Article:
Primo Levi has been identified in the public mind as the supreme witness to the barbarism that was the Nazi Holocaust but he was ambivalent about having that role thrust upon him. He also wished to be judged as a writer who, in addition to the autobiographical works on his experiences in the death camps, wrote poetry, produced volumes of sci-fi stories, authored novels and contributed critical essays to newspapers on a range of topics and writers. No one has the right to ignore or downplay the ‘testimony’ Primo Levi offered, but it is time to examine the wider vision inherent in his work and to explore the tradition in which he operated.
Levi was one of the great wisdom writers of his age, whose ethical authority, somewhat to his own embarrassment, was accepted in many fields. Several contributors to this collection of essays see him as a proponent of Enlightenment values, or as heir to a longer Humanist tradition. Even after enduring Auschwitz, he held fast to a notion of the dignity of the human person, and no man did more to re-establish, however quizzically, the secular basis for such beliefs. His overall standing as writer is the subject of this book.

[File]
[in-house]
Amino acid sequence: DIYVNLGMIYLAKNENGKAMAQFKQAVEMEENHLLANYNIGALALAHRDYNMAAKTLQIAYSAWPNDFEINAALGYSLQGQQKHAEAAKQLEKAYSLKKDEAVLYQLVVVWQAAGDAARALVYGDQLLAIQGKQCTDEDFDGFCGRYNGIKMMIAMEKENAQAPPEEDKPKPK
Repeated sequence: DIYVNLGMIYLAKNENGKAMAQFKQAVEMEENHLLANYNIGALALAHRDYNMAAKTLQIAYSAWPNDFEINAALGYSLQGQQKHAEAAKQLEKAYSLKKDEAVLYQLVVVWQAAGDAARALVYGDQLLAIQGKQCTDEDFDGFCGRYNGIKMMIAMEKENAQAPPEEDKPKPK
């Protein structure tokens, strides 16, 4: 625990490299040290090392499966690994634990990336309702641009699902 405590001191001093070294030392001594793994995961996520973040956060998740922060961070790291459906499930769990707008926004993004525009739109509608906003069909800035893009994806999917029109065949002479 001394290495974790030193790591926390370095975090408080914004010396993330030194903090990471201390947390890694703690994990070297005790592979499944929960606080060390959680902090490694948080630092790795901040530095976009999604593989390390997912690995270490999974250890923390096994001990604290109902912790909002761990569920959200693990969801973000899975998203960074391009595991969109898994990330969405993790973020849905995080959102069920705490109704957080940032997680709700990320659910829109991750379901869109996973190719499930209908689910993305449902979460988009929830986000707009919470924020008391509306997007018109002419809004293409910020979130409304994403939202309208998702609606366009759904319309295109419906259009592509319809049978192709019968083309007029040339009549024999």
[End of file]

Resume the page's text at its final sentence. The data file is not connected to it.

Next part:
Oxford, Bern, Berlin, Bruxelles, Frankfurt/M., New York, Wien, 2004. 218 pp.
Contents: Joseph Farrell: Introduction – Mirna Cicioni: ‘Do Not Call Us Teachers’: Primo Levi and the Next Generations – Robert
Gordon: ‘How Much Home Does a Person Need?’ Primo Levi and the Ethics of Home – Massimo Lollini: Primo Levi and the Idea of
Autobiography – Jonathan Usher: ‘Libertinage’ Programmatic and Promiscuous Quotation in Primo Levi – Joseph Farrell: From
Darkness to Light: Primo Levi, Man of Letters – Ian Thomson: Writing If this is a Man – Giovanni Tesio: At an Uncertain
Hour: Preliminary Observations on the Poetry of Primo Levi – Pietro Frassica: Changing and Unchanging Truths: Primo Levi
versus Francesco Rosi – Paolo Puppa: The Hidden Theatre of Primo Levi – Nancy Harrowitz: Primo Levi and Holocaust Tourism.